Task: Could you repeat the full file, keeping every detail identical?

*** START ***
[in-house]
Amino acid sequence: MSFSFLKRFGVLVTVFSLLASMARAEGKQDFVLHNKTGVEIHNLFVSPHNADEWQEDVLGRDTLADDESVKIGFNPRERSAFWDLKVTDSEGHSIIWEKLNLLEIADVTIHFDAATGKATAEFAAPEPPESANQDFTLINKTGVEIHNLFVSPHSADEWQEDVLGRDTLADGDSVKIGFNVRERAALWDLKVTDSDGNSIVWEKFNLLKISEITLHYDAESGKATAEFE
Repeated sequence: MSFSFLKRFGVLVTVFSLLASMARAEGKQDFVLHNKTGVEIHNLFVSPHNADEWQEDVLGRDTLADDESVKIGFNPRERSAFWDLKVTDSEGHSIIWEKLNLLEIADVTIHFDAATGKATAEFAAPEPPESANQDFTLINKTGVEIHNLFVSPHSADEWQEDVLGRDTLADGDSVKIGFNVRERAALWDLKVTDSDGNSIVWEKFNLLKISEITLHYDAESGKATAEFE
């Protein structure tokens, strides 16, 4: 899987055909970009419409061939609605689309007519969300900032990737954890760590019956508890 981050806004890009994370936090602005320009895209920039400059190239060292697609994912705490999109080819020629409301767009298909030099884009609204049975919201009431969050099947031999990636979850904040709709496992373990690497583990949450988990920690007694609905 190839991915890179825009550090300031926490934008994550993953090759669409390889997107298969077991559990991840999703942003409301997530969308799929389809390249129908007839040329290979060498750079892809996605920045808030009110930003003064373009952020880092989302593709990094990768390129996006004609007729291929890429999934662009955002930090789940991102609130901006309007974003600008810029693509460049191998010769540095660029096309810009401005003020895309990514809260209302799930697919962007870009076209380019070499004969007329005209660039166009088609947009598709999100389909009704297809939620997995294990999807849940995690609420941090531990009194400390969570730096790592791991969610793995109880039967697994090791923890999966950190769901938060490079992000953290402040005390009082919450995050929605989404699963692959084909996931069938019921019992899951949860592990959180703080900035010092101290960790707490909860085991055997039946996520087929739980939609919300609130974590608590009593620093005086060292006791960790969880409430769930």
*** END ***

[in-house]
Amino acid sequence: MSFSFLKRFGVLVTVFSLLASMARAEGKQDFVLHNKTGVEIHNLFVSPHNADEWQEDVLGRDTLADDESVKIGFNPRERSAFWDLKVTDSEGHSIIWEKLNLLEIADVTIHFDAATGKATAEFAAPEPPESANQDFTLINKTGVEIHNLFVSPHSADEWQEDVLGRDTLADGDSVKIGFNVRERAALWDLKVTDSDGNSIVWEKFNLLKISEITLHYDAESGKATAEFE
Repeated sequence: MSFSFLKRFGVLVTVFSLLASMARAEGKQDFVLHNKTGVEIHNLFVSPHNADEWQEDVLGRDTLADDESVKIGFNPRERSAFWDLKVTDSEGHSIIWEKLNLLEIADVTIHFDAATGKATAEFAAPEPPESANQDFTLINKTGVEIHNLFVSPHSADEWQEDVLGRDTLADGDSVKIGFNVRERAALWDLKVTDSDGNSIVWEKFNLLKISEITLHYDAESGKATAEFE
């Protein structure tokens, strides 16, 4: 899987055909970009419409061939609605689309007519969300900032990737954890760590019956508890 981050806004890009994370936090602005320009895209920039400059190239060292697609994912705490999109080819020629409301767009298909030099884009609204049975919201009431969050099947031999990636979850904040709709496992373990690497583990949450988990920690007694609905 190839991915890179825009550090300031926490934008994550993953090759669409390889997107298969077991559990991840999703942003409301997530969308799929389809390249129908007839040329290979060498750079892809996605920045808030009110930003003064373009952020880092989302593709990094990768390129996006004609007729291929890429999934662009955002930090789940991102609130901006309007974003600008810029693509460049191998010769540095660029096309810009401005003020895309990514809260209302799930697919962007870009076209380019070499004969007329005209660039166009088609947009598709999100389909009704297809939620997995294990999807849940995690609420941090531990009194400390969570730096790592791991969610793995109880039967697994090791923890999966950190769901938060490079992000953290402040005390009082919450995050929605989404699963692959084909996931069938019921019992899951949860592990959180703080900035010092101290960790707490909860085991055997039946996520087929739980939609919300609130974590608590009593620093005086060292006791960790969880409430769930």